Monday, February 19, 2007

Hey, we could hire a barn and my uncle could lend us a piano

Urban Cinefile( is a web film site that reports on the Australian film scene at great length and in a constantly lively way. It gives you reviews, interviews, box office stats and much more. It’s produced by Andrew Urban and Louise Keller with a little help from others and you have to buy a subscription to get its full service. It’s now been going ten years and Andrew and Louise had a party to celebrate at the Chauvel Cinema on 19 February. They invited lots of industry heavyweights and made some sing for their supper by participating in a forum to discuss ‘The Future of Movies’. Lined up across the top table were George Miller, Zareh Nalbandian, Kim Williams, Simon Van Wyk, Chris Fitchett, and Peter Giles. I could give the designations of those attending so you’d know who was there on behalf of whom but it doesn’t matter because I only want to ponder on what George Miller and Kim Williams, the CEO of the only national cable/subscription TV service, said.

The evening was heavy with talk about the possibilities of new technology. There seemed to be some consensus that it was here to stay but there was also a consensus that no matter what technology was available nothing was going to replace what Kim Williams frequently referred to as the compelling story. It was a little surprising that the Hollywood model was front and centre though moderator Urban repeatedly mentioned the place for everyone, down to the mobile phone film makers, that the internet represented.

Australian films and film-making didn’t get much of a mention for quite a while. Even Peter Giles, described as the Film and Television School’s ‘new media guru’ seemed to want to concentrate on the possibilities of spin offs and other synergies associated with movies and computer games, blockbuster territory. Not something that a quality Australian film-maker seeking an entrĂ©e into the world’s great film competitions and arenas ought to give a bugger about. Which is where I keep coming back to but... Sorry I digress…..

Towards the end Andrew did focus on where this left the Australian film-maker. For George Miller the answer was rather breathtaking. Australia, he said, is a young country and doesn’t have much narrative to tell. In fact we have already used up our cultural heritage and regurgitated it through our cinema. George says a country with only 200 years of history, though he nodded towards the excellence of Ten Canoes, noting how it goes beyond that 200 years, makes life difficult for a film-maker because you ‘cant get any more juice out of it’. According to George, in the 70s, when the film-making revival got going, we quickly caught up with our history, George did a lot of that catching up personally, especially when Kennedy Miller got the franchise to produce all of Channel Ten’s drama and knocked out The Dismissal, Body Line, Cowra Breakout, The Bangkok Hilton and so on. “Our whole history was covered.” Interesting, and I suspect at least partly a heartfelt response/routine George has slowly perfected as more and more people ask him why he doesn’t make ‘Australian’ movies.

There was a little discussion about distribution and delivery of Australian films Andrew Urban's dichotomy of the blockbuster going into hundreds of multiplexes or even stadiums and the little films you might see on the internet didn’t really come to grips at all with the fates of the several dozen feature films, minimum, likely to be made each year as the new cheap ways of getting a movie produced kick in.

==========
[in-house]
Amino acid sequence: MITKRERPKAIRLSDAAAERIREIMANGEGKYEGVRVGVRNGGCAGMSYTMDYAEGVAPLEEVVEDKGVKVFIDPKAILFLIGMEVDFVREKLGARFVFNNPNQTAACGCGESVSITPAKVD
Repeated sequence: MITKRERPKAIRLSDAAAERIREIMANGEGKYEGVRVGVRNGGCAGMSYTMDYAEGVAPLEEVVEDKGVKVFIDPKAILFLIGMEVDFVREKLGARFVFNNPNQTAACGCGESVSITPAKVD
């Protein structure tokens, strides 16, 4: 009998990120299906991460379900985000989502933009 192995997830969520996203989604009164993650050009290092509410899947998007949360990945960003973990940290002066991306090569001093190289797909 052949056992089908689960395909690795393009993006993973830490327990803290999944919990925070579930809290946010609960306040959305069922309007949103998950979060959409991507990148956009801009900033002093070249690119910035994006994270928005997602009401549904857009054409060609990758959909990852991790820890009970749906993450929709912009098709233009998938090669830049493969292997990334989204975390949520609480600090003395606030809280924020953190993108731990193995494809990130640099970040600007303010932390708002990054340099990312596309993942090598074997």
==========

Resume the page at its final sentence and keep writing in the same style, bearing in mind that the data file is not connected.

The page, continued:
In this little debate, Kim Williams was rather let off the hook for he runs a company which could, on its own, or even supported by those mostly uselessly expended AFC marketing funds, provide a platform for the hundreds (not tens) of Australian films made each year that otherwise limp through a few festival screenings and then disappear. These are the films that get submitted to the short film festivals, the docos that screen only at the capital city film festivals, the low budget digital features the festivals might or might not show or the movies that might have a night in the glare at venues like ACMI.

A Foxtel digital channel devoted exclusively to such Australian films could run like the AFL Footy Channel, every film gets to be replayed just like every match goes on. There could even be panel discussions, (a TV camera stuck in front of Paul Harris and the Film Buffs Forecast crew would be a good start), interviews, introductions, seasons and classic revivals. The equivalent of the 1977 AFL Grand Final could be endlessly replayed at key ratings moments and you wouldn’t need to pay Wayne Carey salary levels. Film-makers would probablybe pathetically grateful for the attention.

It wont happen of course. It’s too simple. For a couple of million bucks the whole circulation of Australia’s film heritage would be taken care of and it would be another reason for the nation to leap aboard subscription TV. But, it wont happen for it would involve taking pork barrel funds out of the hands of bureaucrats that they are handing out as largesse to country electorates by paying to fit out country cinemas for digital screenings. That is the apparent alternative and Kim Williams and John Porter must shake their heads at its inefficacy when they see the AFC spending ludicrous amounts of money fitting out country cinemas to take digital screenings of Australian films that will offer some hours a week or a month. Who knows how many but it wont be much. In the meantime, as the future looms the recipients will have the facility available to go looking for digital versions of the latest American blockbusters. National Party electorates will be grateful, even pathetically grateful, but I doubt it will add much to the sum of Australian film awareness.